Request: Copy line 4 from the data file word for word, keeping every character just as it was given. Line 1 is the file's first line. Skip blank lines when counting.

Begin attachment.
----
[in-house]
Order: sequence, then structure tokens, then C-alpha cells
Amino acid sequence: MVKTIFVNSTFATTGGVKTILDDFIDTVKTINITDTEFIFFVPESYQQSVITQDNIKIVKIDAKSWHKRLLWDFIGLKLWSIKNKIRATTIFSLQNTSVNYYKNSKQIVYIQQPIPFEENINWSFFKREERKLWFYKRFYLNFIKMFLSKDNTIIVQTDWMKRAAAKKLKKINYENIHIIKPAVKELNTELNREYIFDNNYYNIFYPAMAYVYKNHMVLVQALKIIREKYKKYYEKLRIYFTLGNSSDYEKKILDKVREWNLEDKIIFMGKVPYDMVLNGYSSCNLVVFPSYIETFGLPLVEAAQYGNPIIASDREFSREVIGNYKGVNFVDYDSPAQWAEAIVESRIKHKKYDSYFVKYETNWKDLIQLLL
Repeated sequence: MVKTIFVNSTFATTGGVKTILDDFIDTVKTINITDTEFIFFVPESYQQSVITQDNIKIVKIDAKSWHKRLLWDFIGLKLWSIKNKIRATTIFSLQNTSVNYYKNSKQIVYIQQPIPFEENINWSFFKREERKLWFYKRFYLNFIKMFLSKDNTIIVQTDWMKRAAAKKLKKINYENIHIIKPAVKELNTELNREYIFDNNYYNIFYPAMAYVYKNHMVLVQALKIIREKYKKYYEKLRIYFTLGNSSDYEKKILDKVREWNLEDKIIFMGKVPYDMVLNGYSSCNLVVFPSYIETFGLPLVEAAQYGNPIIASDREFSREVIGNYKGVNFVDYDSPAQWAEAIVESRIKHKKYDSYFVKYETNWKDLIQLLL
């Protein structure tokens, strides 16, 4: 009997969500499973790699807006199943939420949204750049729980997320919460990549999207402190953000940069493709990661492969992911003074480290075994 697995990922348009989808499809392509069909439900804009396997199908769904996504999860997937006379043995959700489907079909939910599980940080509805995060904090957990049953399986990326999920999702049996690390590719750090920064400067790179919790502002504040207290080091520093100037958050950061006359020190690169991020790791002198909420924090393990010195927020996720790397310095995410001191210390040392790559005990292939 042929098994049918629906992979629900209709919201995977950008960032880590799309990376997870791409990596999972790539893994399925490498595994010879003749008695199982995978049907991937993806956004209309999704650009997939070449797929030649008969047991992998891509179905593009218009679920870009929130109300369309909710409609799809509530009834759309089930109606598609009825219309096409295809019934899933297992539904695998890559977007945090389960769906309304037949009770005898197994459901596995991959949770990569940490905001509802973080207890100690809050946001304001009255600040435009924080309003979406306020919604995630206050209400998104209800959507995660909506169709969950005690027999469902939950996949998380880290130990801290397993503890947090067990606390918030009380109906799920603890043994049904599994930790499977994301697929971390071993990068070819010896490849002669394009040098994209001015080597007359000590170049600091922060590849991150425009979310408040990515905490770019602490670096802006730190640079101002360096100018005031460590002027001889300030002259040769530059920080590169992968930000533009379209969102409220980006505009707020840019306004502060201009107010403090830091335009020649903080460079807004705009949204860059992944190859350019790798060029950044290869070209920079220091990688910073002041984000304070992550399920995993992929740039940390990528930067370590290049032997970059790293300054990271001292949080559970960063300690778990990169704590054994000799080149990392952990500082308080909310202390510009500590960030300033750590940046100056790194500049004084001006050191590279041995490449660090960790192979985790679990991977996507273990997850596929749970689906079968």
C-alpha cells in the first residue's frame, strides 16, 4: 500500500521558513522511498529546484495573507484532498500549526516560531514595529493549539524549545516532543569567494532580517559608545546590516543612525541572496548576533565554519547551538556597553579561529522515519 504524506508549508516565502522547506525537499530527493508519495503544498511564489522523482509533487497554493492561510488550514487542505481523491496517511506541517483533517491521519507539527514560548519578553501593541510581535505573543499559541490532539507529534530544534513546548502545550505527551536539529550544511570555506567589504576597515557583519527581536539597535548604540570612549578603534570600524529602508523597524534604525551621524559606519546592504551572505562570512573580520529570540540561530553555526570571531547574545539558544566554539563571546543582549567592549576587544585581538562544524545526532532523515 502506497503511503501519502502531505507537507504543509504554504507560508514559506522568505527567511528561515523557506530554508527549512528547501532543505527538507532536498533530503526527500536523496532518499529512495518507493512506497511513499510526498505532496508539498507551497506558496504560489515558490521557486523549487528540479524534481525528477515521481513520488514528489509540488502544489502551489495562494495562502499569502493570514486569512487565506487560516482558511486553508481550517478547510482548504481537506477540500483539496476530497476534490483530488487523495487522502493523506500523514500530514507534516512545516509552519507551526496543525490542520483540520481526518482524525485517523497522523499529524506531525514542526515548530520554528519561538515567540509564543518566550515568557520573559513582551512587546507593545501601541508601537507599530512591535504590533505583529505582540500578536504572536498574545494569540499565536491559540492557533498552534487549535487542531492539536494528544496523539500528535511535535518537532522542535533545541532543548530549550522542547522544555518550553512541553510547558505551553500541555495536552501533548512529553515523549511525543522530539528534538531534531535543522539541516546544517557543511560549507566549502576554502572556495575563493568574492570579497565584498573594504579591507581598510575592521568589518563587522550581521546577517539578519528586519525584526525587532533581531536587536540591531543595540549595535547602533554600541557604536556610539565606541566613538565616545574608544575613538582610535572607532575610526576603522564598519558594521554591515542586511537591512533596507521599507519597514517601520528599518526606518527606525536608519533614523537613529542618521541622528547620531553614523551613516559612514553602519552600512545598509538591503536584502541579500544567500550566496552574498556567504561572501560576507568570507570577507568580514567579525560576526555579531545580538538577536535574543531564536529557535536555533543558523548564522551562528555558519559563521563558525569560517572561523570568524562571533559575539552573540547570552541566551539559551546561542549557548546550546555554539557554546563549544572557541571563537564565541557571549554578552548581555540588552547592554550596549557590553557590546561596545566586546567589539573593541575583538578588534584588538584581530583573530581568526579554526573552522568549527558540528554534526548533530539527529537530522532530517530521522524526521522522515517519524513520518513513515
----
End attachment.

Repeated sequence: MVKTIFVNSTFATTGGVKTILDDFIDTVKTINITDTEFIFFVPESYQQSVITQDNIKIVKIDAKSWHKRLLWDFIGLKLWSIKNKIRATTIFSLQNTSVNYYKNSKQIVYIQQPIPFEENINWSFFKREERKLWFYKRFYLNFIKMFLSKDNTIIVQTDWMKRAAAKKLKKINYENIHIIKPAVKELNTELNREYIFDNNYYNIFYPAMAYVYKNHMVLVQALKIIREKYKKYYEKLRIYFTLGNSSDYEKKILDKVREWNLEDKIIFMGKVPYDMVLNGYSSCNLVVFPSYIETFGLPLVEAAQYGNPIIASDREFSREVIGNYKGVNFVDYDSPAQWAEAIVESRIKHKKYDSYFVKYETNWKDLIQLLL